Sony Xperia M2 review
A well-balanced phone that's a little on the clunky side

Unsurprisingly Sony is marketing the Xperia M2 as a cut-down version of its Xperia Z2 flagship, retaining all the key features but at a much more acceptable price tag.

This includes the camera, although heavily cut down from the 20.7MP offering that graced the Xperia Z1, Z1 Compact and Xperia Z2. Instead Sony has put in an 8MP sensor, backed up with an LED flash.

The big talking point I have found with Sony Xperia cameras is the app itself. Sony has clearly given the camera a lot of attention, making it a much nicer and more complete app than that offered by its Samsung rivals.

Sony Xperia M2 review

This is about where the compliments stop though, as I found that the images captured by the 8MP sensor weren't anywhere near as crisp as I expected.

On the surface they look clear and crisp, but any amount of zooming in highlights some pixilation and noise that I wouldn't expect from such a sensor.

Sony is also keen to talk about the 4.8-inch qHD screen, highlighting not only the inclusion of Sony's TV expertise but also the size. It seems odd that Sony would call 4.8 inches the perfect size for entertainment given that the more expensive flagship is actually 5.2 inches.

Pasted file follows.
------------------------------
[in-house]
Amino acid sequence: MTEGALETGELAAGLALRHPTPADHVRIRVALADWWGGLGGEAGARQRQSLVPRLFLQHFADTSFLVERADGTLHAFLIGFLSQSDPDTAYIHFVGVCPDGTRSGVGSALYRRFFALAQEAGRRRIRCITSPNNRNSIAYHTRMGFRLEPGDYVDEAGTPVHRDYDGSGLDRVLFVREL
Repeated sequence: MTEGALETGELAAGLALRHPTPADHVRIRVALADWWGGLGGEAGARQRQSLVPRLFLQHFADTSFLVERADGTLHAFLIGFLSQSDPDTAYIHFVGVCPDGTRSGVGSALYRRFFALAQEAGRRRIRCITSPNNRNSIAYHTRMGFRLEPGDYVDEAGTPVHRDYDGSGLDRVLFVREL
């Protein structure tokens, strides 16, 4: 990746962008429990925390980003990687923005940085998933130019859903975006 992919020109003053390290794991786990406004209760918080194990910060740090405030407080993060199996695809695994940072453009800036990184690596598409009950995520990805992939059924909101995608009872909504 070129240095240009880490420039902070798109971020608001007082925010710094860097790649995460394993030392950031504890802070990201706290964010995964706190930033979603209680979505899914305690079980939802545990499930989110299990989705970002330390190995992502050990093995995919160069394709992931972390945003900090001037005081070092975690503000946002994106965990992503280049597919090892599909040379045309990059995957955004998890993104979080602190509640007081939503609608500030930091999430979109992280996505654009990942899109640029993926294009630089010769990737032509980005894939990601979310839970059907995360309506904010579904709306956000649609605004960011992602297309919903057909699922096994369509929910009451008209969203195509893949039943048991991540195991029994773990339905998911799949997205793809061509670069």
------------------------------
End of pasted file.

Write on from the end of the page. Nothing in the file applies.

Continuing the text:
Sony Xperia M2 review

I agree with Sony on the size though. For those that are finding the rise of phablets to be a little daunting the 4.8-inch screen is perfectly sized. You are able to hit the entire screen one handed with relative ease while also making the M2 the right size to sit in your pocket.

As for the resolution, I am a little more sceptical. Given that Motorola has been able to pack in a HD screen for the same price tag I was a little disheartened. The lack of pixels became a little more apparent while texting, as the text felt a little fuzzy throughout, with movie watching also slightly hampered.

That said viewing angles are certainly impressive.

Sony Xperia M2 review

Finally Sony is also keen to point out the inclusion of Qualcommm's Snapdragon 400 SoC, with its quad-core CPU clocked at 1.2GHz.

I found this meant that the Sony Xperia M2 ran very smoothly throughout. When swiping between home screens or gaming I never felt the Xperia M2 was struggling.

Given that this is the same CPU that sits behind the EE Kestrel, a handset that I found to be a little sluggish at times, I was impressed by the work that Sony has put into ensuring the M2 was smooth throughout.